Thank you so much! I love that you loved losing yourself here. Makes my day ~Megan

  6. Elizabeth

    Love this post! Made me tear up on a Monday!
    Love the idea of the fig and chocolate but I'm just not a fan of fennel. Any suggestions for another spice or flavor that could be substituted?

    1. megang

      Hmmm, Elizabeth: How about cardamom? I think that would be really, really delicious. IF you can, buy the whole pods and crush them with a mortar/pestle. I'd start with, say, 8 pods or so and I think the flavor would work beautifully with this recipe. If you're not a cardamom fan, you can certainly make this recipe without the added spice and it'll still be celebration-worthy. Enjoy (and let me know how it goes if you branch out) ~Megan

  7. Dana

    How I would love to visit you on Fridays and Wednesdays. I'm so happy for you, and all of us who adore your blog, that we get to hear your stories from the markets. I miss you Megan - your site always makes me think and smile.

    1. megang

      Oh, thank you Dana. I miss you, too! Denise and I just chatted on the phone last night and I asked all about you and how you're doing. Things here are really good + I wish you could visit, too. We'll be in the Bay Area quite a bit this fall/winter, so I'll get to see more of your face. Thank you for the sweet comment, m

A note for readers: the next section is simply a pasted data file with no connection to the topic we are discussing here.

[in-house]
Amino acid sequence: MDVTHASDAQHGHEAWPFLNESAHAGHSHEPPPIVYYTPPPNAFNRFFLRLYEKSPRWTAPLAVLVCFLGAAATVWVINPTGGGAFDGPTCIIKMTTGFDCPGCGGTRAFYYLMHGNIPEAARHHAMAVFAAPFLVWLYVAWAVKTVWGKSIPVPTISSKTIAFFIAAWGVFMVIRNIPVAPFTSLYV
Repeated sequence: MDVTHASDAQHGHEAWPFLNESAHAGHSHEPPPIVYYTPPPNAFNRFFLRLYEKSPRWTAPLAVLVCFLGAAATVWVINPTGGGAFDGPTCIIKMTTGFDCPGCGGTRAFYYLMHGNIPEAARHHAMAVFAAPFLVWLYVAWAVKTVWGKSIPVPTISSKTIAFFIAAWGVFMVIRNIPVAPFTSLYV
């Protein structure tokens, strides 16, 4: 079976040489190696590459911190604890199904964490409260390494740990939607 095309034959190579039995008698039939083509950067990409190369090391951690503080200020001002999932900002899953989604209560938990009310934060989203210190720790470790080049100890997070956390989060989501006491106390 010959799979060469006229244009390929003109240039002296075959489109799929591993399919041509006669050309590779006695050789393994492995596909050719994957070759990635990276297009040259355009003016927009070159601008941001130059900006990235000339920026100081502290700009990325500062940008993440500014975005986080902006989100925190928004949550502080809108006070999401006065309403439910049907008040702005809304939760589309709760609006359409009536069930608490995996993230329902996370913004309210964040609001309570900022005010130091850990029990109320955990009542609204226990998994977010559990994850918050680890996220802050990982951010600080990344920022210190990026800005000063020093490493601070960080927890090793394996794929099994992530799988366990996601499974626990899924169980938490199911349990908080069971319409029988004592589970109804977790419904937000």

8. momgordon

    I am sitting in "your"bedroom in Lake George reading and smiling at your post. Today drove an hour for organic chicken!

  9. lori

    This post made me SMILE. Thank you!

    1. megang

      Thank YOU for the sweet comment, Lori!

  10. Courtney

    Love your stories about the farmers market interactions! I think sometimes it's easy to get caught up in our own lives and not realize how the lives of others are playing out right before our eyes. This ice cream combo sounds intriguing so I'll have to make up a batch soon :)

  11. sara forte

    You're right, flowers really are quite special, but I'd have to argue the same for your granola. You and I share a similar rhythm of working sometimes on our own and then other days intensely with people. Yours a farmers market and mine, a grocery store. I get annoyed here and there, but watching and interacting with strangers and people of all sorts is a beautiful thing. It's worth stopping and watching sometimes. Love your story and I am always on team ice cream, all day everyday.

  12. Ashley

    It wasn't the 10 year marriage or the three kids that informed me of my "adultness". It was the sudden desire to fill my house with flowers. My mom has always loved fresh flowers. I boasted, "I'd rather take a bouquet of radishes than flowers." But now, there's something about the intricate weaving of petals and the soft scent that fills the house. I love flowers in the house now, so it's official. I'm an adult.
    As an adult I fully support the decision to have ice cream for dinner.